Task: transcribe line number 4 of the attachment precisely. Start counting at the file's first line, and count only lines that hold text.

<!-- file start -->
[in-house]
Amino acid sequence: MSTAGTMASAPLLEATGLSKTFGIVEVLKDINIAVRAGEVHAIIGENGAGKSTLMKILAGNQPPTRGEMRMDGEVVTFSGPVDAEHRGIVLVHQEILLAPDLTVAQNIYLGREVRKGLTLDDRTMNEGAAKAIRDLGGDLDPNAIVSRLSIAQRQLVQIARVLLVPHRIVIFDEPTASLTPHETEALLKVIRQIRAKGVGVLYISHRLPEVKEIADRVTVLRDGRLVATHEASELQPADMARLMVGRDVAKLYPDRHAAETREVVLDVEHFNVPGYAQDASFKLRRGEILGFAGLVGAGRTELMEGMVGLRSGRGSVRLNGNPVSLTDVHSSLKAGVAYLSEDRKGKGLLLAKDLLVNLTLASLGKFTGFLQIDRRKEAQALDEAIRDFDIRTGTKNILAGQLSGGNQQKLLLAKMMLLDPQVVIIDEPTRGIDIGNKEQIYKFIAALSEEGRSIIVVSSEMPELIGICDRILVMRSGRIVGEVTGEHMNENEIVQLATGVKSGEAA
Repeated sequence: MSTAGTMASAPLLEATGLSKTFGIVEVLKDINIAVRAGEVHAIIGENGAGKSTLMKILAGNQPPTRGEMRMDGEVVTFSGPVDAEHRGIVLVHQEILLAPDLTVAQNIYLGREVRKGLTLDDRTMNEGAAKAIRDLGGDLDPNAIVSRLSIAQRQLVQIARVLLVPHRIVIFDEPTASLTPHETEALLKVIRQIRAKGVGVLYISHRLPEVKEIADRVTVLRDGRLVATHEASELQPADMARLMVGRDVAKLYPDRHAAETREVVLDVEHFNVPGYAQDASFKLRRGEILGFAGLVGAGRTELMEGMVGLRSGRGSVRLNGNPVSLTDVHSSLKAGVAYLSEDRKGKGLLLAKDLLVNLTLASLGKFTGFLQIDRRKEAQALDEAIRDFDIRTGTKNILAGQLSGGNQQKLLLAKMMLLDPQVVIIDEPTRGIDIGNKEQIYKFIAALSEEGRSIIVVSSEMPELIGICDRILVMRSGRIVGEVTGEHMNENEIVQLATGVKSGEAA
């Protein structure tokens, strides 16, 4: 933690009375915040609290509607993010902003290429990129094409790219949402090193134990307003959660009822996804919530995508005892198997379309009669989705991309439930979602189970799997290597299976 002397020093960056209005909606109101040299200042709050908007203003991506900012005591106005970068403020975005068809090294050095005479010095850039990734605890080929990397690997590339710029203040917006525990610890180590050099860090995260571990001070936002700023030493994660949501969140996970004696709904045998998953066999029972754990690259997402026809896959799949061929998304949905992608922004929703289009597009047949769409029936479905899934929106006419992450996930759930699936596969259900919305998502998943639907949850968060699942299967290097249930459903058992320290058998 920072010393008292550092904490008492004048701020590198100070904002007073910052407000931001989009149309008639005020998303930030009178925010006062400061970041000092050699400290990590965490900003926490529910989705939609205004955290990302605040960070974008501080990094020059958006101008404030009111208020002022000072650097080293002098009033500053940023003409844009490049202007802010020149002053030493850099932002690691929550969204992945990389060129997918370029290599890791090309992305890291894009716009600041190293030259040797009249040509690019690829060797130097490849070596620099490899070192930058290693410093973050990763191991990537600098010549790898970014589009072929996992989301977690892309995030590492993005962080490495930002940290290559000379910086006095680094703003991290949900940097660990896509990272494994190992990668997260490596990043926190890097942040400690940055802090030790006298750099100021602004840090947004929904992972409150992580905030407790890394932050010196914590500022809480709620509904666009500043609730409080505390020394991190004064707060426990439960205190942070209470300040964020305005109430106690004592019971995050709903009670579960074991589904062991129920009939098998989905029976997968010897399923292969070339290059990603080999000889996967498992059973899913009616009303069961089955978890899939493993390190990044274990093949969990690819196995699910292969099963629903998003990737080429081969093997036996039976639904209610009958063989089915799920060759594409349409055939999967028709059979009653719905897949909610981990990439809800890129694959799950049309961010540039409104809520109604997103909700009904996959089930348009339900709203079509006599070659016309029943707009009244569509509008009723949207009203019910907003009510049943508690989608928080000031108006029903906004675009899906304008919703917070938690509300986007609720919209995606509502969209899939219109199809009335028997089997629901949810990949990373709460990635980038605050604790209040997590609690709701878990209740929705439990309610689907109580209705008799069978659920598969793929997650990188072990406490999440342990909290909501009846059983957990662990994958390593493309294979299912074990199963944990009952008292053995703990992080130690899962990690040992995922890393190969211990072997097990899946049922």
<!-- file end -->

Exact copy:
């Protein structure tokens, strides 16, 4: 933690009375915040609290509607993010902003290429990129094409790219949402090193134990307003959660009822996804919530995508005892198997379309009669989705991309439930979602189970799997290597299976 002397020093960056209005909606109101040299200042709050908007203003991506900012005591106005970068403020975005068809090294050095005479010095850039990734605890080929990397690997590339710029203040917006525990610890180590050099860090995260571990001070936002700023030493994660949501969140996970004696709904045998998953066999029972754990690259997402026809896959799949061929998304949905992608922004929703289009597009047949769409029936479905899934929106006419992450996930759930699936596969259900919305998502998943639907949850968060699942299967290097249930459903058992320290058998 920072010393008292550092904490008492004048701020590198100070904002007073910052407000931001989009149309008639005020998303930030009178925010006062400061970041000092050699400290990590965490900003926490529910989705939609205004955290990302605040960070974008501080990094020059958006101008404030009111208020002022000072650097080293002098009033500053940023003409844009490049202007802010020149002053030493850099932002690691929550969204992945990389060129997918370029290599890791090309992305890291894009716009600041190293030259040797009249040509690019690829060797130097490849070596620099490899070192930058290693410093973050990763191991990537600098010549790898970014589009072929996992989301977690892309995030590492993005962080490495930002940290290559000379910086006095680094703003991290949900940097660990896509990272494994190992990668997260490596990043926190890097942040400690940055802090030790006298750099100021602004840090947004929904992972409150992580905030407790890394932050010196914590500022809480709620509904666009500043609730409080505390020394991190004064707060426990439960205190942070209470300040964020305005109430106690004592019971995050709903009670579960074991589904062991129920009939098998989905029976997968010897399923292969070339290059990603080999000889996967498992059973899913009616009303069961089955978890899939493993390190990044274990093949969990690819196995699910292969099963629903998003990737080429081969093997036996039976639904209610009958063989089915799920060759594409349409055939999967028709059979009653719905897949909610981990990439809800890129694959799950049309961010540039409104809520109604997103909700009904996959089930348009339900709203079509006599070659016309029943707009009244569509509008009723949207009203019910907003009510049943508690989608928080000031108006029903906004675009899906304008919703917070938690509300986007609720919209995606509502969209899939219109199809009335028997089997629901949810990949990373709460990635980038605050604790209040997590609690709701878990209740929705439990309610689907109580209705008799069978659920598969793929997650990188072990406490999440342990909290909501009846059983957990662990994958390593493309294979299912074990199963944990009952008292053995703990992080130690899962990690040992995922890393190969211990072997097990899946049922």